MSc International Relations Philip Windsor Dissertation Prize
MSc International Relations Philip Windsor Dissertation Prize
MSc International Relations Theory Fred Halliday Dissertation Prize
MSc International Political Economy Susan Strange Dissertation Prize
MSc International Relations Research Martin Wight Dissertation Prize
MSc International Relations IR410 International Politics Michael Donelan Prize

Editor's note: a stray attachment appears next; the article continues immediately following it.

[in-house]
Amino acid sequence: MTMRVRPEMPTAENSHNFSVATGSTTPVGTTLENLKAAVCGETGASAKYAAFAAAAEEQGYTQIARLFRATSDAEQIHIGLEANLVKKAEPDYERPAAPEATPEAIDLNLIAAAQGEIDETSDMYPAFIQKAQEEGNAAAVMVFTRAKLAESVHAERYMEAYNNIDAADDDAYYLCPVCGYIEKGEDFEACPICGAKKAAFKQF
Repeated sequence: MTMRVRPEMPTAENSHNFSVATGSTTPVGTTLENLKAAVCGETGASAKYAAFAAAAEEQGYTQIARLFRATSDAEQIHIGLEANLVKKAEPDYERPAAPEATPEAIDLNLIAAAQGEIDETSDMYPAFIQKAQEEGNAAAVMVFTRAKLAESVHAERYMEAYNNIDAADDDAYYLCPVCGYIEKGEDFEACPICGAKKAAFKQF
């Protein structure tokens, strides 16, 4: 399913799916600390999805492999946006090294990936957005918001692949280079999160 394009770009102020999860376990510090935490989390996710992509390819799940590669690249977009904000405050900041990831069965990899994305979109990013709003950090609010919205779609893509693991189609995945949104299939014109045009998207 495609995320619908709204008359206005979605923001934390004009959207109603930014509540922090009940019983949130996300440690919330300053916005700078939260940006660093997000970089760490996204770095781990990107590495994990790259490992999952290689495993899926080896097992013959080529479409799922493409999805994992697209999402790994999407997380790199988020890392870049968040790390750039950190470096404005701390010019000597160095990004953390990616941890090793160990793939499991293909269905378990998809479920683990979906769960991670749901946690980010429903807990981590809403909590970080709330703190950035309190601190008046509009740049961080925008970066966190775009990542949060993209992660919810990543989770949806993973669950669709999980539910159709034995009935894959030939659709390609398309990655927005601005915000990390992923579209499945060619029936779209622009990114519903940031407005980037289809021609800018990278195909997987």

America is a state imagined; according to Campbell (1992), “the imagined community par excellence.” To understand America and its foreign policy maneuvers, one must first understand how America imagines its identity. Inspired by critical and constructivist research concerned with the politics of aesthetics, this dissertation explores how contemporary Hollywood war films imagine the American Self and the Arab Muslim Other. The three films examined – Zero Dark Thirty (2012), Lone Survivor (2013), and American Sniper (2014) – were the most popular contemporary war films in their respective years and, as such, had the ability to not only entertain, but also educate a large number of viewers on what it means to be an “American.” Though not without nuance, all three films imagine – through repeated, hegemonic scopic regimes – the American Self as exceptional and superior to the Arab Muslim Other. To different degrees, each film visually looks down on Arab Muslims, dehumanizes them, and incriminates them. The films, then, contribute at once to an exceptionally good and moral imagination of America and to the constitution of Arab Muslims as enemies and threats. The productive and reproductive power of these ways of seeing must not be understated. As 99% of Americans are not Muslims, and the number of U.S. movie theatres that showed American Sniper (3,885) heavily outnumbers the number of mosques in the U.S. (around 2,000), it is clear that Americans are much more likely to see a movie theatre than they are a mosque, to see “real Muslims” in the movies than at the movies. When the most popular films visualize Americans as supremely exceptional and Arab Muslim Others as threats, boundaries are reproduced and efforts to work towards a new era of mutual peace and respect are undermined. These films have the ability to become vital referents in the imagination of an American identity and to shape the contours of American encounters with Others: at UN conferences, in business meetings, as tourists, and at the polls. To ignore film, then, is to ignore a crucial site of identity (re)production and, in turn, a significant player in geopolitics. It is imperative that IR scholars take more seriously the implications of film, and, by so doing, further extend the epistemic boundaries of the discipline.